A California native, Rebecca Rosenberg lives on a lavender farm with her family in Sonoma, the Valley of the Moon, where Jack London wrote from his Beauty Ranch. Rebecca is a long-time student of Jack London’s works and an avid fan of his daring wife, Charmian London. The Secret Life of Mrs. London is her debut novel.

Rebecca and her husband, Gary, own the largest lavender product company in America, selling to 4000 resorts, spas and gift stores. The Rosenbergs believe in giving back to the Sonoma Community, supporting many causes through financial donations and board positions, including Worth Our Weight, an educational culinary program for at-risk children, YWCA shelter for abused women, Luther Burbank Performing Arts Center to provide performances for children, Sonoma Food Bank, Sonoma Boys and Girls Club, and the Valley of the Moon Children’s Home.

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Posted Thursday, 15 February, 2018 by jorielov in 20th Century, Adulterous Affair, Biographical Fiction & Non-Fiction, Bits & Bobbles of Jorie, Blog Tour Host & Reviewer, Bookish Discussions, Charmian London, Creative Arts, Debut Author, Debut Novel, Disabilities & Medical Afflictions, Disillusionment in Marriage, During WWI, Equality In Literature, Grief & Anguish of Guilt, Historical Fiction, Historical Fiction Virtual Book Tours, Inspired By Author OR Book, Jack London, Life of Thirty-Somethings, Mental Health, Multi-cultural Characters and/or Honest Representations of Ethnicity, Psychological Abuse, Realistic Fiction, Self-Harm Practices, Taboo Relationships & Romance, the Nineteen Hundreds, Vulgarity in Literature, Women's Fiction, Women's Health, Women's Rights, Women's Suffrage, Writer, Zelda Fitzgerald

Author Guest Post | The author behind “The Lost Season of Love & Snow” explores the hidden meaning behind the title and talks about how it inter-relates to Natayla herself.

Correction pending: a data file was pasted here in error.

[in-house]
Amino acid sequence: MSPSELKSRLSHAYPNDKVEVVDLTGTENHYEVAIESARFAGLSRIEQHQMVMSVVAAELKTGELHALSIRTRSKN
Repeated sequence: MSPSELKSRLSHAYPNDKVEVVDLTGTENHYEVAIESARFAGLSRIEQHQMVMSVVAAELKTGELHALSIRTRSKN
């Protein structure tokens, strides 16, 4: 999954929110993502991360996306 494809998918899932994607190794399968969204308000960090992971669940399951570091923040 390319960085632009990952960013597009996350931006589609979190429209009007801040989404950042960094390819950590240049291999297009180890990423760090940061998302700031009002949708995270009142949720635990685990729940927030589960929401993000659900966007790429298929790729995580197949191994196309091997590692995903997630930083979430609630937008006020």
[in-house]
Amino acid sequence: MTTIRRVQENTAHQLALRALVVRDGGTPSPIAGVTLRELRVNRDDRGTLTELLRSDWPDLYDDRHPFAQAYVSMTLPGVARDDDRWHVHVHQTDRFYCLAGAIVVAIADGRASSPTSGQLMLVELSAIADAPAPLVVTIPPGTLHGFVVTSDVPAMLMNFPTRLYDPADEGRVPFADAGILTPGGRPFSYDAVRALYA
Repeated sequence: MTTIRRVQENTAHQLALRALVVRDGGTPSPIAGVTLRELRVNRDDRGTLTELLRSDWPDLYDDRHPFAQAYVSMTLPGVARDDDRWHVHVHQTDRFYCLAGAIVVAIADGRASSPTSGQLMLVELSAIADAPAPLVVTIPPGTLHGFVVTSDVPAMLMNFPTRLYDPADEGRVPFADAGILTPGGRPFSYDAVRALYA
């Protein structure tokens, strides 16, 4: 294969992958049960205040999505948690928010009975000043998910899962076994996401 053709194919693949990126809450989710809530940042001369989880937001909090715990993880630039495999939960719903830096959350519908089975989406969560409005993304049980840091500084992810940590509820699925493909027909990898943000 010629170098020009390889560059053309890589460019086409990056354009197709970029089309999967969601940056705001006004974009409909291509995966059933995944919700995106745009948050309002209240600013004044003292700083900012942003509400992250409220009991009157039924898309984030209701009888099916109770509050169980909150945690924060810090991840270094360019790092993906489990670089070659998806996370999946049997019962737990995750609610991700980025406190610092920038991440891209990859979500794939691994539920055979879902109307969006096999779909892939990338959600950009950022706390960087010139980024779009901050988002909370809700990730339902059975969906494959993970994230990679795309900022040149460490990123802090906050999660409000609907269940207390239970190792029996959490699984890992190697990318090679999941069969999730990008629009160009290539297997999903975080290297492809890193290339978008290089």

Posted Thursday, 8 February, 2018 by jorielov , , , , 0 Comments

Author Guest Post Banner created by Jorie in Canva.

Hallo, Hallo dear hearts!

As you might recall, I happily read a novel in January which was set in Russia and captialised on a living person’s life – my latest in finding a compelling Biological Historical narrative which was so wickedly writ to the truth of the woman’s life as to make you feel you had walked a proper mile in her shoes. The author and I staid in touch after my review posted during her lovely blog tour – as I had hoped all along to feature her in a guest post talking about specific points of her story-line (the cross-references to today’s current events) and the curious hidden meanings (if any) behind the choice in ‘title’.

This lead to a wonderfully planned out essay which Ms Laam has written to be shared with all of you – I love how she talks to the purposeful meaning behind what is truly ‘lost’ and how the theme behind the title is played throughout the story, further revealling the homage seen in the title. Whilst I had observed whilst I was reading the novel, there are a lot of carry-overs into today’s society about the rights for women and the further need for our rights to be upheld in all instances (not just in the workplace). Natayla did not live in an age of freedom where she would have more choices than those which were availed to her and in many ways, her story does read like a tragic love story. I personally felt Natayla had been given a bad rap in History – as I sided with the author’s own reflections after I finished reading her rendition about her life.